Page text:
Public Questions 22 Jan 2020 HOSC


1          Janet Sang:

My understanding is that each Integrated Care Provider-Partnership central to the Long Term Plan will commission health and social care, and will have a contractually-capped budget based on per capita funding. If that is the case, two issues arise.

Firstly what concerns does HOSC have about the care of those not registered in participating GP practices?

Secondly, what will happen should the needs of the population exceed what can be provided within that budget?

If my understanding is not correct, please explain what is the funding and provision model enshrined in the Long Term Plan.


2          Judith Anston:

In B&H we have 1 GP for every 2,526 residents. This is one of the worst ratios in the country, the national average being 1 GP to 1,780 patients. (March 2019 figures, from FOI provided by B&H CCG)

Does the Long Term Plan address the need for more GPs in the city? Fewer surgeries is making it harder for some communities to access appointments, and access to less qualified staff is propping up provision: is the Long Term Plan undermining primary care?


3          Valerie Mainstone:

It is recognised that there has been a dramatic increase in the number of people who are struggling with their mental health: an increase due, at least in part, to the politics of austerity. It is worth recalling Aneurin Bevan's question "Why is it that in times of economic crisis the working class is made to bow its knee to the needs of capital?"

The funding of our Child Mental Services is the lowest in Western Europe. Up to 70%of those sleeping in our streets suffered a traumatic childhood, necessitating their being received into the care of the Local Authority.

The British Medical Association states that mental health workers are overworked, demoralised, and forced to deliver a compromised service.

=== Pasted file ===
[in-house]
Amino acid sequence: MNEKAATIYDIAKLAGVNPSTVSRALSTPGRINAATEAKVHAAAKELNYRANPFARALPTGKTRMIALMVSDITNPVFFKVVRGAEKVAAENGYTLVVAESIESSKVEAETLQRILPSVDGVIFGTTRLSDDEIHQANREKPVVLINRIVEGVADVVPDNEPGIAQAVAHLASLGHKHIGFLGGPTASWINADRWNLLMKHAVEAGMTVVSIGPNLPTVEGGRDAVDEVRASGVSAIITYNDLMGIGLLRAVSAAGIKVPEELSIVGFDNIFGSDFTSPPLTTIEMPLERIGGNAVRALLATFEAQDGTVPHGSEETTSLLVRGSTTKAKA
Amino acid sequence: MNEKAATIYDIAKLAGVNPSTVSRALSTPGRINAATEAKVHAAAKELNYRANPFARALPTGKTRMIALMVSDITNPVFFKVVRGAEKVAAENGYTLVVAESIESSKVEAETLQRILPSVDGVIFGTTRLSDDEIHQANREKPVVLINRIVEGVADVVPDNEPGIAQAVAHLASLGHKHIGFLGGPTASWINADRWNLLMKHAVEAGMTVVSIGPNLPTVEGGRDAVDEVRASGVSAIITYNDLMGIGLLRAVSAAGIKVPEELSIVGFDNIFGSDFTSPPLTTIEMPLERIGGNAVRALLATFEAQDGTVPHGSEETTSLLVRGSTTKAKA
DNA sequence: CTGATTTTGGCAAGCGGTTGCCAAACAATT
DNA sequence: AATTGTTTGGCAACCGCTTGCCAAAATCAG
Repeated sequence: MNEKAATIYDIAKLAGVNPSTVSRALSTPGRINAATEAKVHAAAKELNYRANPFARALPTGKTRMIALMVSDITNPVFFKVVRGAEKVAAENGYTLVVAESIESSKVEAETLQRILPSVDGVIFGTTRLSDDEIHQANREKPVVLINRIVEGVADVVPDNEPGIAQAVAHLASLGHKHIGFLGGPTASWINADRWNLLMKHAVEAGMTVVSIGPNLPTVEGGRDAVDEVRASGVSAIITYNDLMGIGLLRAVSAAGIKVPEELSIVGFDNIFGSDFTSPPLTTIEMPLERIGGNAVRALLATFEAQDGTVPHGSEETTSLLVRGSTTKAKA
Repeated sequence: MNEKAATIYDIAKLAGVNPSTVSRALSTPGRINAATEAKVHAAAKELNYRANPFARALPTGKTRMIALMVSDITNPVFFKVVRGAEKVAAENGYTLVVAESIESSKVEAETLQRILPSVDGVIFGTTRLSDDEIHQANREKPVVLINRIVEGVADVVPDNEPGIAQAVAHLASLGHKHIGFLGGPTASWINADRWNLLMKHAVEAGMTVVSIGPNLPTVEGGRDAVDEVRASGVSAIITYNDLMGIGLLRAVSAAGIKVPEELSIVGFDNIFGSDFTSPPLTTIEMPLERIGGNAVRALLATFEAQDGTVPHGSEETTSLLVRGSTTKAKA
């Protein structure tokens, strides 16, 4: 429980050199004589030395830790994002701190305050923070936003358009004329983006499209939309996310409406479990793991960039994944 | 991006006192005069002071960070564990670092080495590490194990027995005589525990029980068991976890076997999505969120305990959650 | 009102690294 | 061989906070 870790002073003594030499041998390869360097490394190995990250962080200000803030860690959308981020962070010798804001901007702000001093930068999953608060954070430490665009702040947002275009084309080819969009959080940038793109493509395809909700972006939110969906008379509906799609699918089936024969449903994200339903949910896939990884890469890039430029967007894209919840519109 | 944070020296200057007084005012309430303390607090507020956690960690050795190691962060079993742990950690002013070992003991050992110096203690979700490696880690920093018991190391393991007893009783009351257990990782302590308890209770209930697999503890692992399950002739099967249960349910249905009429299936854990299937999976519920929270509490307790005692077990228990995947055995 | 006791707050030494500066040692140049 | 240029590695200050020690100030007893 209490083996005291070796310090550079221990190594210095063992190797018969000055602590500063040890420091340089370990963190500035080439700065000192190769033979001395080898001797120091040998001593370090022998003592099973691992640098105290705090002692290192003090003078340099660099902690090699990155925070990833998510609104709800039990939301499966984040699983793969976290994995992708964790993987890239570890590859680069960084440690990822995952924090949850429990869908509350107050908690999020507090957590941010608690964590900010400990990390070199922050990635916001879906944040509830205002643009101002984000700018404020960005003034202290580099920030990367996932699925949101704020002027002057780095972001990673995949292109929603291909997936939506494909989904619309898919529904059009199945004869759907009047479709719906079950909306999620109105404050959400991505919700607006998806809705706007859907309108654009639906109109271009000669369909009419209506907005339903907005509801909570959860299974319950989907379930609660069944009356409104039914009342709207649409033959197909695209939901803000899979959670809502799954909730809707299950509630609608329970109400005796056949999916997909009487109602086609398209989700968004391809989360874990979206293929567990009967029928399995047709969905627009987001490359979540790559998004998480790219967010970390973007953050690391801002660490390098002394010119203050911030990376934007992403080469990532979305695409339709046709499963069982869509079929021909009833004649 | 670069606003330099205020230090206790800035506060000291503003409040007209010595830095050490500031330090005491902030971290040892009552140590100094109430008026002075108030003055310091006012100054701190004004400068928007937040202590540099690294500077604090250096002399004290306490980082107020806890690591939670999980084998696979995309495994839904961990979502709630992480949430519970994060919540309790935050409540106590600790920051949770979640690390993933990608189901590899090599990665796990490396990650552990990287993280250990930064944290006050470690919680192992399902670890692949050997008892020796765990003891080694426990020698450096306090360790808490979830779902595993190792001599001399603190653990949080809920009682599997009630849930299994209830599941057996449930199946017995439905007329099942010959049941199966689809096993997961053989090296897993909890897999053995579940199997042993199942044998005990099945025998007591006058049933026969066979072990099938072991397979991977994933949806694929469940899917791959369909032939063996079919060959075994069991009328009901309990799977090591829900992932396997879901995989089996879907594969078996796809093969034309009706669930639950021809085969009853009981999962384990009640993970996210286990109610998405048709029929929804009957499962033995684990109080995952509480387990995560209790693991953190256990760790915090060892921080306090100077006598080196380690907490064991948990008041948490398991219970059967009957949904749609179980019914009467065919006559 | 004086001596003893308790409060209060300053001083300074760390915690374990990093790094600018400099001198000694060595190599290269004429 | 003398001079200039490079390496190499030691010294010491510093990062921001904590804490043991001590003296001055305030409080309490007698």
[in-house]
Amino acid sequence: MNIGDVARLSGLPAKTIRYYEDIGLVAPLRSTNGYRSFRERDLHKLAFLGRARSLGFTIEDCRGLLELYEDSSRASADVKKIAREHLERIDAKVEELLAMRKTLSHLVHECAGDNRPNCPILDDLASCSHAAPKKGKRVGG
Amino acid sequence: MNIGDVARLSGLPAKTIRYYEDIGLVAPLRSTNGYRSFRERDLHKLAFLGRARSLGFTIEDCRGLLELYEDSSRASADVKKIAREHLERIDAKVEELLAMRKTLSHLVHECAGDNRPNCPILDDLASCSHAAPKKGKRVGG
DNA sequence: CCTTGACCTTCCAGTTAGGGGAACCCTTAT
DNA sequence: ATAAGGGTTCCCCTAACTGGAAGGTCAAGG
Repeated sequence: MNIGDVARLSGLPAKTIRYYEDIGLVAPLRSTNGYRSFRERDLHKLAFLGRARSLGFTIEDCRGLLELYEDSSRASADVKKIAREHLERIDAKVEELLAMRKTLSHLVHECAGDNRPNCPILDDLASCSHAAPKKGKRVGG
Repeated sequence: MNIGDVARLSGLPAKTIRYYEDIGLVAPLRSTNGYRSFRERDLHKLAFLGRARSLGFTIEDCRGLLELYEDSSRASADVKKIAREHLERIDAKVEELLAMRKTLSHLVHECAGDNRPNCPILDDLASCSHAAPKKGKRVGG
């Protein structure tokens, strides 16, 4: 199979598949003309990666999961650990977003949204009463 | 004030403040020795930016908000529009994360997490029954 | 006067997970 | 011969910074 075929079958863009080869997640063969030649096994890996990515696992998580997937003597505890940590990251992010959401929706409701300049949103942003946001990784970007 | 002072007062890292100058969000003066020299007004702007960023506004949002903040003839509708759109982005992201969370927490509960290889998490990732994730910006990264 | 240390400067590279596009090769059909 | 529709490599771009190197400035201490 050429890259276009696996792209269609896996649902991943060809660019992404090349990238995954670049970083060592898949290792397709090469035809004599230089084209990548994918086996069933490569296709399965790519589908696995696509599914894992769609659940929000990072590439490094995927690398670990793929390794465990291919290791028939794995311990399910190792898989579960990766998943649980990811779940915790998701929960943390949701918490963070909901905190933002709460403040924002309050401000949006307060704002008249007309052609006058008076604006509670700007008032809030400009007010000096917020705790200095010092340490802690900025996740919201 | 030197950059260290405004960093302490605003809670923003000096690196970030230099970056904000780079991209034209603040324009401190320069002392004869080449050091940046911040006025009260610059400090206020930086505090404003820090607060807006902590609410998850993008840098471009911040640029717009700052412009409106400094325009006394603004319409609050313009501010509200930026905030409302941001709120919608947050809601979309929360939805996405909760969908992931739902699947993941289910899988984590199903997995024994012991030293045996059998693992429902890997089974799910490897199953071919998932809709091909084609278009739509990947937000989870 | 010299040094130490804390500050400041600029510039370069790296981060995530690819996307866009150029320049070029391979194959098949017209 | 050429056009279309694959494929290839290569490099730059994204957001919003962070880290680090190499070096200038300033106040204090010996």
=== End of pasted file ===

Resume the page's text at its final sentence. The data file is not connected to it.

How will the Long Term Plan improve mental health services in Brighton, Hove and Portslade?


4          Pat Kehoe:

Is HOSC concerned that the recent raising of treatment thresholds and rationing of services is preparing the way to provide restricted budgets for Integrated Care Partnerships, irrespective of the care that is actually needed?  



5          Liz Williamson:


In a recent meeting of the full council, concern was expressed about the democratic deficit which was illustrated by the CCG outvoting the elected members on the HWB on the fundamental issue of the Long Term Plan and Integrated Care. One Member went as far as to say it was simply a rubber stamping exercise.


This meeting followed a recent report on the Population Health Check in Brighton and Hove which revealed a lamentable 1.8% of the population were consulted. This statistic is even more concerning since the population is expected to increase by a further 6% by 2026.


This democratic deficit experienced by both Council members and the local citizens of Brighton and Hove could be addressed in the form of a people’s or citizen’s commission on health and social care which would be under-pinned by the political will and support of the Council and which would provide Council Members with detailed information that would inform the decision making processes. Will the HOSC propose this more progressive and meaningful consultation drawing on the expertise of a wider group of people in Brighton and Hove with the knowledge and experience of health and social care? 


*Office of National Statistics estimate for population was 287,200 in 2016 with an estimated rise of 6% until 2026 reaching 304,300.



6          Linda Miller:

Our local hospital, is very short of staff. From the figures supplied by BSUH it appears we currently need 512 more nurses and 43 more consultants. (FOI figures September 2019, attached)

How does the CCG's Sussex Health and Care Plan address the shortfall of staff at our local hospital? Will the CCG's long term planning result in a sufficient number of nurses and doctors to serve our population? How can our local healthcare service improve if there isn't the staff to provide it?